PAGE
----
It is hard to believe that a modern (even “avant-garde”) architect ever mentioned the word “transcendental,” let alone saying that we must be subordinate to it (i.e. to the “transcendental”) … But this is exactly what the great German architect Bruno Taut did.
He was also the one who had the courage, at Weissenhof, in Stuttgart, to build a house that refused to be white, as opposed to most of the other architects, including Le Corbusier, who was otherwise quite colorful in his paintings, but not really in his architecture.
Indeed, the obsession with whiteness is a fundamental one in modern architecture. The “savage” color is reserved for “artworks,” but not really for buildings… very rarely it was and is different. No doubt, Adolf Loos was right: people love home and hate art. Simplifying, we might almost say that people love their white homes and hate their colored art (even if they do buy it, either as an “investment” or as an “accessory” – both a terrible insult to art).
But Taut was different. He refused the red painting to hang placidly on the white wall. Instead, he made the wall, red.
We ask you to design A House for Bruno Taut.
For that very complex architect who, again, had the courage to use a word that was, and still is, taboo: TRANSCENDENTAL. And he asked us to submit to it (i.e. to the transcendental).
Should we add anything more…? Perhaps that the book he published, called “Alpine Architecture” (which can be acquired inexpensively through Amazon.com) still needs serious investigation. It is an “Utopian” book, yes, if by “Utopian” one understands a leaning towards one’s longings, as opposed to one’s more measurable projections.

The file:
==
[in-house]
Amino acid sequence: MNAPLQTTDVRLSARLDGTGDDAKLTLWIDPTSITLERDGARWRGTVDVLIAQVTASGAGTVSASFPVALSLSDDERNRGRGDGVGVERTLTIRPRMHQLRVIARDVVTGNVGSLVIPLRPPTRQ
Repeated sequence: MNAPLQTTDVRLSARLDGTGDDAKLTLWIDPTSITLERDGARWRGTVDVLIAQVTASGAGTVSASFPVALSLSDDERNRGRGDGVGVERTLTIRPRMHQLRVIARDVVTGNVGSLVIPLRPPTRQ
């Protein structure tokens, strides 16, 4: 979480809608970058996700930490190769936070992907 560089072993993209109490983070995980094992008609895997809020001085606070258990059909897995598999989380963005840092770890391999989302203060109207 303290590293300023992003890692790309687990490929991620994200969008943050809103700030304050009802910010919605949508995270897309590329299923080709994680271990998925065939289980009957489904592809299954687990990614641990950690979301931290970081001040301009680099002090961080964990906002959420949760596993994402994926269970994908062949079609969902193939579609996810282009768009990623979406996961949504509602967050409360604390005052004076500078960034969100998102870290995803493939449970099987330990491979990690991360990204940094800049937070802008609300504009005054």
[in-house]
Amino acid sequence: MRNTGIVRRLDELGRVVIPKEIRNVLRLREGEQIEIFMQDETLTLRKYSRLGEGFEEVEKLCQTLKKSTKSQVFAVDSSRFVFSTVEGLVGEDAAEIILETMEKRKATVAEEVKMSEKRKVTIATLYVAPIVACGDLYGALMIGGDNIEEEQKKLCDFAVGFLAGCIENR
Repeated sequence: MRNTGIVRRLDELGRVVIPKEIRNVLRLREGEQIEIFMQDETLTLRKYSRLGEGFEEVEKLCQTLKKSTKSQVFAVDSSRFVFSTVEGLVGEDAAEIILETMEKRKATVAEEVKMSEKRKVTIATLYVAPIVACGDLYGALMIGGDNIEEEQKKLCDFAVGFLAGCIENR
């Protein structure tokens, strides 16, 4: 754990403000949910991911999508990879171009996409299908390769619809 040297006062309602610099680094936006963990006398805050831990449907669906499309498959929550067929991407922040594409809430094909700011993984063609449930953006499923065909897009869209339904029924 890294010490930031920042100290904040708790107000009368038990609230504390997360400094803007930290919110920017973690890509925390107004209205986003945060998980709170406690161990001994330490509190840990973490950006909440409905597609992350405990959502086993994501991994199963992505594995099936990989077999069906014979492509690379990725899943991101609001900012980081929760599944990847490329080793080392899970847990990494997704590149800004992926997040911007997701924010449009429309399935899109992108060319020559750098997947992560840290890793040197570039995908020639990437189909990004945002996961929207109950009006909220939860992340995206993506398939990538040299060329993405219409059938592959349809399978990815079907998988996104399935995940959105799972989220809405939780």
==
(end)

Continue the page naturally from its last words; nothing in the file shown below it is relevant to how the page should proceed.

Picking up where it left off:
But we need these longings badly, since they make us dream of a better world!
Is there any need to advocate their deep-seated?raison d’etre…?
Please send us ANY work, ANY size and ANY format that responds to the theme to: email@example.com. We will publish all the works received on our website, www.icarch.net. There is an entry fee of 30E (15E for students) payable by Paypal through the Registration section of our website. This entry fee entitles one to participate in another competition that we launch, without paying another fee. The works that receive a merit award will be invited to participate in two other competitions without paying an entry fee, while the first prize winners will be able to do this three times. The jury will be composed of the competitors themselves, who will have the right to vote on all the works reviewed, except their own. Thus, the competitors will also be the judges of this experimental competition. The deadline for registration is April 15th, 2010. The deadline for submitting your work is May 4th, 2010 (Bruno Taut’s 130th birthday). For more information or any other related questions please contact us.
Register by: 04-15-2010 / Submit by: 05-04-2010